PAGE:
Page  00000001 Recognition of Isolated Musical Patterns in the context of Greek Traditional Music using Dynamic Time Warping Techniques Aggelos Pikrakis (1) Sergios Theodoridis (1) Dimitris Kamarotos (2) (1) Department of Informatics, University of Athens, Greece pikrakis @di.uoa.gr, stheodor@di.uoa.gr (2) IPSA-Aristotle University of Thessaloniki, dimik@forum.ars.net.gr Abstract New sound processing tools can give new possibilities in analysis of musical structures, modeling of an instrument's characteristics and musical pattern recognition. This paper presents an efficient method for recognizing isolated musical patterns played by Greek Traditional Clarinet, in a monophonic environment. A moving window technique is applied to the input signal. From each frame a frequency is selected which corresponds to a certain Fourier peak. The extracted sequence of frequencies is in turn treated as a signal. The logarithm of the above signal is calculated and the resulting signal is given as input to a recognizer which employs standard Dynamic Time Warping Techniques in order to determine the input pattern. A recognition rate higher that 98% is achieved by our method. 1 Introduction In this paper we present a new concept, that can be applied in a semi-automated estimation of similarities between large numbers of musical patterns of a given monophonic instrument. The musical patterns are traditionally categorised for their qualities, described in perceptual terms by musicians. In this case we examine musical patterns, performed by clarinet players in the tradition of Greek Popular Music. The musical system itself and the techniques of instrument players give to this sound material a radically different structure when compared with this of western equal-tempered tradition. Some major differences are: * The use of larger, formalised transitory patterns as a main element of the musical structure and not as an ornamental one, as it is in the case of western musical tradition. * The existence of smaller "melismatic" transitional patterns between notes. * The intervalic system itself (system of musical scales) that contains many musical intervals that are smaller than the well-tempered. * The existence of special effects, mainly in the start or the ending of sound production, seriously altering the standard spectral characteristics of the instrument. From a large number of transitory musical patterns, in different instrumental styles, we have selected ten typical models of groups, usually encountered in practice. The criteria for this choice were the common use of these patterns in various Greek traditions and the differences on time length that occur in their use. This last musical characteristic -the elasticity of the musical pattern, retaining its musical function, while stretching its total length up to five times in some cases- is a major problem when trying to recognize this material. The goal of this paper is to develop a classification scheme for these ten types of musical patterns, to assist the musicologist to search and locate automatically such musical patterns in a database or digital recording. 2 Feature Generation Our proposed scheme is based on the Dynamic Time Warping (DTW) technique. The first stage of our method is to extract the sequence of features from the musical pattern, in order to use it for the recognition via the DTW methodology. To achieve this, a moving window Fourier transform is performed on the musical pattern. For each window the frequencies corresponding to the two most dominant peaks are selected as feature candidates. From these two frequencies the lowest is selected as the respective feature if it either corresponds to the most dominant peak or it corresponds to a peak whose amplitude is higher than a percentage threshold relative to the most dominant peak. The value of this threshold was set equal to 0.25, after extensive experimentation. In any other case the higher of the two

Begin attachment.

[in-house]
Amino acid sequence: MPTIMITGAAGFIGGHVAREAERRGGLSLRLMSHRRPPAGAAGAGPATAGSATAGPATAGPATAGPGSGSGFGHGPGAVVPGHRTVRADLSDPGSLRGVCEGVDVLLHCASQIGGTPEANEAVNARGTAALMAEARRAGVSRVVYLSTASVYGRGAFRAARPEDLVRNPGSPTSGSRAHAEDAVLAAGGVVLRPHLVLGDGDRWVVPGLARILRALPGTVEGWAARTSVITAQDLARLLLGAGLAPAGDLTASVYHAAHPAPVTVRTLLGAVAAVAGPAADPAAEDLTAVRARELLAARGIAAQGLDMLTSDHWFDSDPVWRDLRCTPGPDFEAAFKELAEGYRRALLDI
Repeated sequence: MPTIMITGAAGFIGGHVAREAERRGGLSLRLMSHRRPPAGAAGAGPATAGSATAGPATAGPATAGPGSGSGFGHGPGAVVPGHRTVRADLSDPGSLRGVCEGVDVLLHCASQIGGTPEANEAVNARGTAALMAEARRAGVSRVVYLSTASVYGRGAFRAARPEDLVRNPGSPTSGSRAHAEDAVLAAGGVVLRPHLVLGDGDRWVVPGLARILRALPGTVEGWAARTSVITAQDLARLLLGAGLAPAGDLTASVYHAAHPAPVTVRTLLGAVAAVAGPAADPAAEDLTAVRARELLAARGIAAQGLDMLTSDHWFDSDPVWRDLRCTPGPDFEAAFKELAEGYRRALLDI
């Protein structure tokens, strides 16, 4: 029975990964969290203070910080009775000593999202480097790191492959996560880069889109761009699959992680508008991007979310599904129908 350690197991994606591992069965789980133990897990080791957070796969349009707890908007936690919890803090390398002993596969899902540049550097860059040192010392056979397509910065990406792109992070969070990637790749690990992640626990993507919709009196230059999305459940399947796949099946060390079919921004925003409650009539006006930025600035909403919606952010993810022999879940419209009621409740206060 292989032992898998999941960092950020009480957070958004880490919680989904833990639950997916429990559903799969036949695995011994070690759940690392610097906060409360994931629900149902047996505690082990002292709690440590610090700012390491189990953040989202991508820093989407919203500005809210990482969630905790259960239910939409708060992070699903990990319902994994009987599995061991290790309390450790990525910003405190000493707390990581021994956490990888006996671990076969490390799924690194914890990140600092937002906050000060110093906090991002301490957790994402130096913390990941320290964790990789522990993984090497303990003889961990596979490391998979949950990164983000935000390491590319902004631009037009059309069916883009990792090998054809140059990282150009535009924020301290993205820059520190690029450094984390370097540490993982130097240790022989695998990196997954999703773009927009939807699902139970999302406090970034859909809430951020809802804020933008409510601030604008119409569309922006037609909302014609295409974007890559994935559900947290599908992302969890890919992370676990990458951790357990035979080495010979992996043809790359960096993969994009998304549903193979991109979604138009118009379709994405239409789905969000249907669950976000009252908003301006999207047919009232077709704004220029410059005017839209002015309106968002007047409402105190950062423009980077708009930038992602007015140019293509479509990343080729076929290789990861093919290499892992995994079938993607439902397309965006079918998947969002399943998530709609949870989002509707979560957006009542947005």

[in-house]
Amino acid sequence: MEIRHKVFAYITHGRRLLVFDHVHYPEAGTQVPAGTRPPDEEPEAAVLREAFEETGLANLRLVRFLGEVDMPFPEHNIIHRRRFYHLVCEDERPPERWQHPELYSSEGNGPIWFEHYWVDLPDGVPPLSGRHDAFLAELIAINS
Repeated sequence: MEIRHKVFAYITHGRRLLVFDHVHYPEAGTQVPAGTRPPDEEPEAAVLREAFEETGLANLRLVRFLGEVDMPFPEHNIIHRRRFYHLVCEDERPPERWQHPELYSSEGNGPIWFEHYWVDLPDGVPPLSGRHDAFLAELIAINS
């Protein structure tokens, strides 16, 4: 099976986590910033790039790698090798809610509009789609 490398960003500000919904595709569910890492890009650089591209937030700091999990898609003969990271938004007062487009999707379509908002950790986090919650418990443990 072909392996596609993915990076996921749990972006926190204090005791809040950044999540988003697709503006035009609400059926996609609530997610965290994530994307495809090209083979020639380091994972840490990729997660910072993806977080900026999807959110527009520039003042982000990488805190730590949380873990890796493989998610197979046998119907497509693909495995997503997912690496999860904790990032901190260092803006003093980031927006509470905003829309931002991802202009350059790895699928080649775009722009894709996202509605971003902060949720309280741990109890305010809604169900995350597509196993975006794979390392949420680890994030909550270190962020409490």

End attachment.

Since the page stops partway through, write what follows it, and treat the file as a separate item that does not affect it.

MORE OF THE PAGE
Page  00000002 frequencies is selected as the respective feature. Furthermore, if the highest Fourier peak of a frame is less than a pre-defined threshold, the frame is considered to be noisy and the extracted frequency is set to one. Figure 1 shows the evolution of the frequency content of a musical pattern over time. It demonstrates that the frequency content of the signal is split into horizontal frequency bands. Ideally the dominant frequency should always be found on the same band. It would then suffice to choose the frequency corresponding to the dominant peak from each frame. However, this is not always the case. It turns out that the dominant peak can be found in either of the two lowest bands. So, the algorithm should always track the lowest distinguishable frequency band, even if for some frames the dominant peak isn't located in that band. This is the reason that the previously mentioned percentage threshold was adopted, in the feature extraction process. Let now vi, i=]...N be the extracted sequence of frequencies, where N is the number of frames into which the original input pattern is split, during the application of the moving window technique (Figure 1). As a post-processing step the logarithm of v is calculated, pi=log(vi), i=].. N. This is because we are trying to imitate some aspects of the human auditory system, which is known to analyse an input pattern using a logarithmic frequency axis (Figure 2). 2 0 10 20 30 40 60 0 4 3 2 I. 0 10 20 30 40 Frames BO 0 h 2000 -1500 -1000 -500 - ~1?L~ ~CC~ 5 10 15 20 25 30 35 40 45 50 (b) 600 -400 -200 - Figure 2: Post processing step for two input patterns. The vertical axis corresponds to log(vi) leading to vectors Vrj, against which the unknown pattern is compared. A similar procedure is applied to the input pattern leading to a vector ti, i=]...M, where M~ is the number of frames into which the unknown pattern is split, during the application of the moving window technique. Before proceeding, a constant c has to be calculated and subtracted from vector t, depending on the reference pattern Vrj with which the unknown t is compared. The value of c is determined in the following way: Let Fr, be the starting frequency of r, and F, the starting frequency of t (after taking the logarithms). Then c = F'rn- t For each one of the above comparisons a matching cost and a best path are calculated. Recognition is achieved according to the lowest matching cost comparison (Figure 3). We performed extensive experiments regarding the constraints that should be employed for the DTW procedure. We especially focused on the Itakura and Sakoe-Chiba constraints and finally we adopted the latter ones. The adopted constraints allow the best path to contain vertical or horizontal segments of arbitrary length (Figure 4). 0 5 iO 15 20 25 30 35 40 45 50 Framee Figure 1: a) Contour plot of the spectrogram of a musical pattern b) The extracted frequency vector. 3 The Dynamic Time Warping Methodology The last stage employs DTW in order to determine the input musical pattern. Our effort is focused on ten types of musical patterns and for each type a reference (representative) pattern is chosen. For each one of the ten reference patterns ri,..1....10, the sequence of feature frequencies is extracted and their logarithm is computed,

Page  00000003 4 Results 5 References A total of 1000 musical samples for the ten musical types [1] J. Deller, J. Proakis, J. Hansen, "'Discrete-Time was created in a recording studio environment by four Processing of Speech Signals", McMillan, 1993. different musicians. A recognition rate higher than 98% was achieved by our method. oo=0,0989 100 0 10 20 30 40 50 60 70 80 ot=0,4109 100 0 10 20 30 40 50 60 70 80 o=0,0322 100 0 10 20 30 40 50 60 70 80 Test pattemrn X Figure 3: Comparing an input pattern x of musical type M3 with three reference patterns rl, r2, r3 representing musical types MI, M2, M3. The closest match is the one between x and M3. [2] H.F. Silverman, D.P. Morgan, " The Application of Dynamic Programming to Connected Speech Recognition", IEEE ASSP Magazine, July 1990. [3] J.C Brown, "Musical fundamental frequency tracking using a pattern recognition method", J. Acoust. Soc. Am. 92(3), September 1992. [4] S.Karas "Theoritikon - Methodos, on Greek Traditional Music", ed. Athens 1982. [5] D.R. Stammen, B. Pennycook, "'Real-time Recognition of Melodic Fragments using the Dynamic Time Warping Algorithm", ICMC Proceedings 1993. (i-lj) ~i.1,$ (ij) (W-1) Figure 4: Sakoe-Chiba constraints (no slope constraint).